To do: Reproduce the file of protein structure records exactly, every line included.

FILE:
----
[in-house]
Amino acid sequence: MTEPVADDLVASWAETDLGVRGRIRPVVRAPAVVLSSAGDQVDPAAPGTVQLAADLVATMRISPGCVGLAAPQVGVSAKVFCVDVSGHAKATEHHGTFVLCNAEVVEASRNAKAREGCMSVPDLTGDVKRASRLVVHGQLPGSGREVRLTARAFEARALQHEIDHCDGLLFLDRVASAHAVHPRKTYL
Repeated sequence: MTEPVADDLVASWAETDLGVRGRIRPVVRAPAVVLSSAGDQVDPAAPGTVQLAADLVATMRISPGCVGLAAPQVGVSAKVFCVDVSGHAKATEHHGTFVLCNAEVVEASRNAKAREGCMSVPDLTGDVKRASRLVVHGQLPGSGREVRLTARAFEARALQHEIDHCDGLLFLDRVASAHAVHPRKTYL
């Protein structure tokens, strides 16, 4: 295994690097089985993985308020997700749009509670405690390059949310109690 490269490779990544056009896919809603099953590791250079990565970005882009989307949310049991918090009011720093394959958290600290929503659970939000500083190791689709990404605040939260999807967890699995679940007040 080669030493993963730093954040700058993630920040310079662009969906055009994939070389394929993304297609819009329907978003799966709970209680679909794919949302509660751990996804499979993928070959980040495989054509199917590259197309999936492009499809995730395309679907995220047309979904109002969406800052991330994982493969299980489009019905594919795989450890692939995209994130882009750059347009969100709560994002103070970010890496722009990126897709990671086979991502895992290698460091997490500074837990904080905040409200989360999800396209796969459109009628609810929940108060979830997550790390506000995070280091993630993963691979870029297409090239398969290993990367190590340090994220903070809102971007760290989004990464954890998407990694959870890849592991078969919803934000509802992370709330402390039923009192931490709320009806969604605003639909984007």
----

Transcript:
[in-house]
Amino acid sequence: MTEPVADDLVASWAETDLGVRGRIRPVVRAPAVVLSSAGDQVDPAAPGTVQLAADLVATMRISPGCVGLAAPQVGVSAKVFCVDVSGHAKATEHHGTFVLCNAEVVEASRNAKAREGCMSVPDLTGDVKRASRLVVHGQLPGSGREVRLTARAFEARALQHEIDHCDGLLFLDRVASAHAVHPRKTYL
Repeated sequence: MTEPVADDLVASWAETDLGVRGRIRPVVRAPAVVLSSAGDQVDPAAPGTVQLAADLVATMRISPGCVGLAAPQVGVSAKVFCVDVSGHAKATEHHGTFVLCNAEVVEASRNAKAREGCMSVPDLTGDVKRASRLVVHGQLPGSGREVRLTARAFEARALQHEIDHCDGLLFLDRVASAHAVHPRKTYL
């Protein structure tokens, strides 16, 4: 295994690097089985993985308020997700749009509670405690390059949310109690 490269490779990544056009896919809603099953590791250079990565970005882009989307949310049991918090009011720093394959958290600290929503659970939000500083190791689709990404605040939260999807967890699995679940007040 080669030493993963730093954040700058993630920040310079662009969906055009994939070389394929993304297609819009329907978003799966709970209680679909794919949302509660751990996804499979993928070959980040495989054509199917590259197309999936492009499809995730395309679907995220047309979904109002969406800052991330994982493969299980489009019905594919795989450890692939995209994130882009750059347009969100709560994002103070970010890496722009990126897709990671086979991502895992290698460091997490500074837990904080905040409200989360999800396209796969459109009628609810929940108060979830997550790390506000995070280091993630993963691979870029297409090239398969290993990367190590340090994220903070809102971007760290989004990464954890998407990694959870890849592991078969919803934000509802992370709330402390039923009192931490709320009806969604605003639909984007």